Metabolic phenotyping of the cyanobacterium Synechocystis 6803 engineered for production of alkanes and free fatty acids

Ping Hu, Sharon Borglin, Nina A. Kamennaya, Liang Chen, Hanwool Park, Laura Mahoney, Aleksandra Kijac, George Shan, Krystle L. Chavarría, Chunmin Zhang, Nigel W.T. Quinn, David Wemmer, Hoi Ying Holman, Christer Jansson

Research output: Contribution to journalArticlepeer-review


We demonstrate a simple high-throughput single-cell approach that exploits the ultrahigh brightness and non-invasive nature of synchrotron infrared beam to characterize strains of the cyanobacterium Synechocystis 6803 (S. 6803) constructed with altered metabolic traits affecting the acyl-CoA pool. Their metabolic responses to the modified traits were phenotyped by single-cell synchrotron radiation Fourier transform infrared (SR-FTIR) spectromicroscopy and multivariate analysis. SR-FTIR difference spectra and cluster vector plots segregated the strains as phenotypic populations based on signals in the hydrocarbon and biomolecular fingerprint regions, although each population incorporated a stochastic distribution of cells with different metabolic properties. All engineered strains exhibited an increase in FTIR features attributed to functional groups in hydrocarbon, fatty acid (FA), and/or FA ester chains, and a decrease in polysaccharide features. The metabolic signatures obtained by SR-FTIR were consistent with detailed qualitative and quantitative metabolic information provided in GC/MS/NMR data. A strain with extra copies of the FAR and FAD genes, encoding, respectively, the fatty acyl-ACP reductase and fatty aldehyde decarbonylase enzymes in the alkane biosynthesis pathway, showed up to a fivefold increase in the intracellular levels of heptadecane, a threefold increase in 9-heptadecene, and a significant increase in secreted 16:0 and 18:0 free FAs (FFAs). Inactivation of the AAS gene, encoding acyl-ACP synthetase, prevented re-thioesterification of FFAs generated from membrane lipid recycling and led to elevated levels and of intracellular FFAs of an altered composition, and a decrease in heptadecane and secreted FFAs. Introduction of a FatB gene, encoding a thioesterase (TE), which catalyzes the liberation of FFAs from acyl-ACP, yielded little effect in itself. However, the activity of the TE enzyme was clearly manifested in combination with AAS inactivation; A TE-containing train lacking AAS showed a dramatic (30-fold) increase in intracellular FFAs (with the majority being 16:0) and increases in heptadecane and secreted FFAs.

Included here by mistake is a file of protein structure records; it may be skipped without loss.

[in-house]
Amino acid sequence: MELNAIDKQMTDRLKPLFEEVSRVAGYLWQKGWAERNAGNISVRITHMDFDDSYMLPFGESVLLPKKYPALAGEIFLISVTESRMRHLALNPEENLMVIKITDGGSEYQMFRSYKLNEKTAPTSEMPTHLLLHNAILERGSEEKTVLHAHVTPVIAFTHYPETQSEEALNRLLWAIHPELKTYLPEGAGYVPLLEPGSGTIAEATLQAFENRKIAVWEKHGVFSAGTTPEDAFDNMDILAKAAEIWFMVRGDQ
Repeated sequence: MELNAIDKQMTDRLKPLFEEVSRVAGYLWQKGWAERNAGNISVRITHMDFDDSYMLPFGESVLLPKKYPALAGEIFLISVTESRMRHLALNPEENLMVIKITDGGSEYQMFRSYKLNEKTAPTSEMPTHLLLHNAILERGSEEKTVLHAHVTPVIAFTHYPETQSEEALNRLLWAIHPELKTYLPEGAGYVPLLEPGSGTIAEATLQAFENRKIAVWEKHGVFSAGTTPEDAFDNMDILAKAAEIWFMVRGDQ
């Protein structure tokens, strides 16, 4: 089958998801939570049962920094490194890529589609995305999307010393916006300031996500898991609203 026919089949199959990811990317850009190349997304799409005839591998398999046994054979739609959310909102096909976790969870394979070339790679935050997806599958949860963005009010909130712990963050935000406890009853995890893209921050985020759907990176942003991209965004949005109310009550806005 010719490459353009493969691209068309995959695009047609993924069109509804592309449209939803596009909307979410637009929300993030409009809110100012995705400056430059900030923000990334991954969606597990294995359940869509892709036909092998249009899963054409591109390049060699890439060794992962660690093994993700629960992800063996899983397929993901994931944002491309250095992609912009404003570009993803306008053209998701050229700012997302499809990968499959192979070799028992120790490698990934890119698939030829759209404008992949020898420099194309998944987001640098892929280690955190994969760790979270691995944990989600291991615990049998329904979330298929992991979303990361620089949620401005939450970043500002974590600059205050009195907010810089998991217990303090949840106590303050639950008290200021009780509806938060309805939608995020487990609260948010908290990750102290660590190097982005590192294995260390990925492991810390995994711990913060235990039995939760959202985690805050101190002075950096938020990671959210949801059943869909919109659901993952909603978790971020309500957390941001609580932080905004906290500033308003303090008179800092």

Original languageEnglish
Pages (from-to)850-859
Number of pages10
JournalApplied Energy
StatePublished - 1 Jan 2013
Externally publishedYes


  • Alkanes
  • Cyanobacteria
  • FTIR
  • Fatty acids
  • Metabolic engineering
  • Metabolic phenotyping
  • Synechocystis 6803

All Science Journal Classification (ASJC) codes

  • Mechanical Engineering
  • Energy(all)
  • Management, Monitoring, Policy and Law
  • Building and Construction
  • Renewable Energy, Sustainability and the Environment


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